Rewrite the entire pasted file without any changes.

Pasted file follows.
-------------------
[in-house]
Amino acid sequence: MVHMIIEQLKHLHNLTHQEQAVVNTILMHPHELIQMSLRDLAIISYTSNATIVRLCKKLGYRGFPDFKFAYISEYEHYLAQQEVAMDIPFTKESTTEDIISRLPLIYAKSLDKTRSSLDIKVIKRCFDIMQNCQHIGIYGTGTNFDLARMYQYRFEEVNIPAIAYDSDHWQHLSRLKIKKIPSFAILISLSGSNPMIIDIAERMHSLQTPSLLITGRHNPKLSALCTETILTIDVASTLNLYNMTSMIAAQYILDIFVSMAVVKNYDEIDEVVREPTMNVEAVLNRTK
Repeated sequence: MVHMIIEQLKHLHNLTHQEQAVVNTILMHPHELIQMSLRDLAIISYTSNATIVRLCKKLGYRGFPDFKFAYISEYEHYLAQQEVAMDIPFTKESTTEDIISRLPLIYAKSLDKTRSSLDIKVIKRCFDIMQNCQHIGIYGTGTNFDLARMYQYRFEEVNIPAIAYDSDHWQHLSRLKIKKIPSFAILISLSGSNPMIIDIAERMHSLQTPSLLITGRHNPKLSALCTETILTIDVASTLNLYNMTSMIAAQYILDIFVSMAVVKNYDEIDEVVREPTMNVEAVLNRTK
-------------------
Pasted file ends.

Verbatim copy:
[in-house]
Amino acid sequence: MVHMIIEQLKHLHNLTHQEQAVVNTILMHPHELIQMSLRDLAIISYTSNATIVRLCKKLGYRGFPDFKFAYISEYEHYLAQQEVAMDIPFTKESTTEDIISRLPLIYAKSLDKTRSSLDIKVIKRCFDIMQNCQHIGIYGTGTNFDLARMYQYRFEEVNIPAIAYDSDHWQHLSRLKIKKIPSFAILISLSGSNPMIIDIAERMHSLQTPSLLITGRHNPKLSALCTETILTIDVASTLNLYNMTSMIAAQYILDIFVSMAVVKNYDEIDEVVREPTMNVEAVLNRTK
Repeated sequence: MVHMIIEQLKHLHNLTHQEQAVVNTILMHPHELIQMSLRDLAIISYTSNATIVRLCKKLGYRGFPDFKFAYISEYEHYLAQQEVAMDIPFTKESTTEDIISRLPLIYAKSLDKTRSSLDIKVIKRCFDIMQNCQHIGIYGTGTNFDLARMYQYRFEEVNIPAIAYDSDHWQHLSRLKIKKIPSFAILISLSGSNPMIIDIAERMHSLQTPSLLITGRHNPKLSALCTETILTIDVASTLNLYNMTSMIAAQYILDIFVSMAVVKNYDEIDEVVREPTMNVEAVLNRTK